I work in a large ER, so lots of patient and family contact. Clothing choices are pretty reasonable: scrubs, uniform from an EMS or transport service, or business attire.
This *very petite* woman showed up wearing an extra-large hoodie sweatshirt with a mens dress shirt over it, the hood hanging out the back of the dress shirt, what looked like her husbands large dress slacks, rubber, athletic flip flops, a baseball cap, and sunglasses.
As if that didn't make her look silly enough, she also had a row of about 5 brightly colored, cartoon character band-aids on one cheek.
When we asked her to take off the ball cap, she told us she couldn't because her hair was pulled through the back to keep it out of her face. We offered her a rubber band, but she said she wanted to keep her hat. The sunglasses, we were told she couldn't take off, because she had bags under her eyes. As for the band-aids, she told us her cat had scratched her face and showed us a very minor, very thin scratch. When we suggested some thinner, flesh colored band-aids, she whined that Spongebob was her favorite and she didn't want to take them off.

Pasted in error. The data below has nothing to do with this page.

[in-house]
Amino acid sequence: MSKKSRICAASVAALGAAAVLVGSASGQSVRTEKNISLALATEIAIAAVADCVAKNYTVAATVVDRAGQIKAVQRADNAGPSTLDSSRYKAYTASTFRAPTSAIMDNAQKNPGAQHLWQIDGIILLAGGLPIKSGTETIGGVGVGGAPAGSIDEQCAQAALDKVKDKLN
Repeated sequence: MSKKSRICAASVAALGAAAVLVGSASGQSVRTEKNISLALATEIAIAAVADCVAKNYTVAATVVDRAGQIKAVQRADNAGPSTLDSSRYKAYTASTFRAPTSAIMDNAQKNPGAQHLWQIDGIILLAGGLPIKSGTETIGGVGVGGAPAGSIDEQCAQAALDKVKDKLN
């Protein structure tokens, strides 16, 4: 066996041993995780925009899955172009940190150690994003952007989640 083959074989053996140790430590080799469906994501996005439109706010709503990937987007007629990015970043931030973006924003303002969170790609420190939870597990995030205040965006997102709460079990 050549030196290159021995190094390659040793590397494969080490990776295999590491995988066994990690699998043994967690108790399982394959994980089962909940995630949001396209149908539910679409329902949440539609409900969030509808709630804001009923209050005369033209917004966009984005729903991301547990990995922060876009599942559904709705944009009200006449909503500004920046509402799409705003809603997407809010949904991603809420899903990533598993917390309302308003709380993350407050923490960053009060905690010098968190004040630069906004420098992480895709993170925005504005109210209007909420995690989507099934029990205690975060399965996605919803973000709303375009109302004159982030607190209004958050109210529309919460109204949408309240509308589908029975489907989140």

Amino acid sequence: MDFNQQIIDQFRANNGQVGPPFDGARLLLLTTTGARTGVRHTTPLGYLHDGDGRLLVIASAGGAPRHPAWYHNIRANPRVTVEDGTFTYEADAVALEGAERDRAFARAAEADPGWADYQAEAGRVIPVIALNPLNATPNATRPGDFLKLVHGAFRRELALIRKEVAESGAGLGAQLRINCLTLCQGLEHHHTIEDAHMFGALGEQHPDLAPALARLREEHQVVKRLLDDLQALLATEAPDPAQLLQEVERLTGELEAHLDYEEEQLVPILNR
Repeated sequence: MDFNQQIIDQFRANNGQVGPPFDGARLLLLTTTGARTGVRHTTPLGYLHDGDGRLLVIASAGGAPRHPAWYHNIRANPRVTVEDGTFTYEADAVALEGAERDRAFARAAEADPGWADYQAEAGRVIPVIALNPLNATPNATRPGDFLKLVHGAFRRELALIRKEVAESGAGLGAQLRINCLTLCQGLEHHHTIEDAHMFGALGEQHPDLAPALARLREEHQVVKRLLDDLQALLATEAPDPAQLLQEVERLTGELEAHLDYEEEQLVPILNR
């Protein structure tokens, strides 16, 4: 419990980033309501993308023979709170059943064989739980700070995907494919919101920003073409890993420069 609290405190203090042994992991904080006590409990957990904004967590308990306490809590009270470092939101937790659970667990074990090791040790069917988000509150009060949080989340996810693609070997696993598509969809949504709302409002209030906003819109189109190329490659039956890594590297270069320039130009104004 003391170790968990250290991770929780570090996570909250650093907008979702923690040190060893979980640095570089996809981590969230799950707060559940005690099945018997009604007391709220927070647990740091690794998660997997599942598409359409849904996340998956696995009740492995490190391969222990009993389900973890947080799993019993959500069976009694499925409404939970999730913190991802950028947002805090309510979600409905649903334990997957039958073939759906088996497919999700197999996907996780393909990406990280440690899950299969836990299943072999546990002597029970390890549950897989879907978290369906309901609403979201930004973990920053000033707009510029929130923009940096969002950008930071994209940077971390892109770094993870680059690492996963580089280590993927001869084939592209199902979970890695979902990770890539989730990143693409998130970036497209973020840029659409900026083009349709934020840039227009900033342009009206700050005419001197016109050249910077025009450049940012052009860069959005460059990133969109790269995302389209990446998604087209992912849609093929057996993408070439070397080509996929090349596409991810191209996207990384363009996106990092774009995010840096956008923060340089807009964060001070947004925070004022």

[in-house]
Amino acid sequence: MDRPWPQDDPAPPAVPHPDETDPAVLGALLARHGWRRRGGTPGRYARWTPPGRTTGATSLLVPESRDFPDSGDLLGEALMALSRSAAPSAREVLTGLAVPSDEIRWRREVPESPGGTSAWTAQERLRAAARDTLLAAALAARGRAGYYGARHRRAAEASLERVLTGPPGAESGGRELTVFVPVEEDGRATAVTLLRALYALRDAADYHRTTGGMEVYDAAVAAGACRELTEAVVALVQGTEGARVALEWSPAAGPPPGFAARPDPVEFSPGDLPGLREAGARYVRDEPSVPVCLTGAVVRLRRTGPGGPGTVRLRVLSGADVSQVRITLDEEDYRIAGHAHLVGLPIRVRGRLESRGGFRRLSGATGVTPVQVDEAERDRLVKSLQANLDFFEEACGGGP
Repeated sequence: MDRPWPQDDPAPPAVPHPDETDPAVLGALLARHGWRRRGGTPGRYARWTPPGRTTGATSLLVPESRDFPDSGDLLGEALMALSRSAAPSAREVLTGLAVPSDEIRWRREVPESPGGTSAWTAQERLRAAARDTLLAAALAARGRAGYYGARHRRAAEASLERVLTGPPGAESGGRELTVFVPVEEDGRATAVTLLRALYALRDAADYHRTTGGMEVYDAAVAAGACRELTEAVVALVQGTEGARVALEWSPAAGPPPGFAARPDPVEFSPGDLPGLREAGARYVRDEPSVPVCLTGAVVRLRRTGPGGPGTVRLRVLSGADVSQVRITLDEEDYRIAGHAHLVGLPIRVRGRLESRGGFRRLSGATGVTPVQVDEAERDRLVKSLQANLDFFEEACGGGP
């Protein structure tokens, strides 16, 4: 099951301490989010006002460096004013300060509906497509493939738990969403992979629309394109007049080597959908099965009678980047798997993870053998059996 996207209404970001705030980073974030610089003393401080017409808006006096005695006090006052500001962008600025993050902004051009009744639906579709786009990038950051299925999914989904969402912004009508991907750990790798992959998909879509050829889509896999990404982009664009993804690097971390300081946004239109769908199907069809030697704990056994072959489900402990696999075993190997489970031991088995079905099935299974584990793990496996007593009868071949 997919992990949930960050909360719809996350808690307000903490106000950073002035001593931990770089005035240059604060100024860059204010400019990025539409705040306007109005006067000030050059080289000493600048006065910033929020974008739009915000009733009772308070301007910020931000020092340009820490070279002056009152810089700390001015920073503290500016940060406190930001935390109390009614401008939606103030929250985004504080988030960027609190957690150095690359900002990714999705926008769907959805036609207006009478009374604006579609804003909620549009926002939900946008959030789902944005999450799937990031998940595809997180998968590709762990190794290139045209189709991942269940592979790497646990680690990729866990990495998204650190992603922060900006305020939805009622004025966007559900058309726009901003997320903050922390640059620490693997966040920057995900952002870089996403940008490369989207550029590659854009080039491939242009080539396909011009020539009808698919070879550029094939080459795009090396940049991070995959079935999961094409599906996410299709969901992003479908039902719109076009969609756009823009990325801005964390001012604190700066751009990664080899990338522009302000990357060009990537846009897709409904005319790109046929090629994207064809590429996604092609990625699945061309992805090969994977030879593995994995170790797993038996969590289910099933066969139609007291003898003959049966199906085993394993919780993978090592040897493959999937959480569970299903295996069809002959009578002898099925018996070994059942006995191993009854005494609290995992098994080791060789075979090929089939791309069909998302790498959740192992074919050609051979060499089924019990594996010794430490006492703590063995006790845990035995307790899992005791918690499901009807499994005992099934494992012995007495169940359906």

We told her that if she couldn't modify her attire, she would have to go home, thinking that of course, no one would take that option on their very first day. Nope, she told us this was good, because she had somethings to get done that day. Needless to say, she was then told to go home and not bother coming back.
The weird thing is that this woman had experience in a related field. I can't imagine how she didn't see that she looked like a clown, and didn't know that you certainly can't wear flip flops, the ball cap or the sunglasses in a setting like this?
We thought maybe she really didn't want the job, but she called later in the week, to ask when she would be put on the schedule.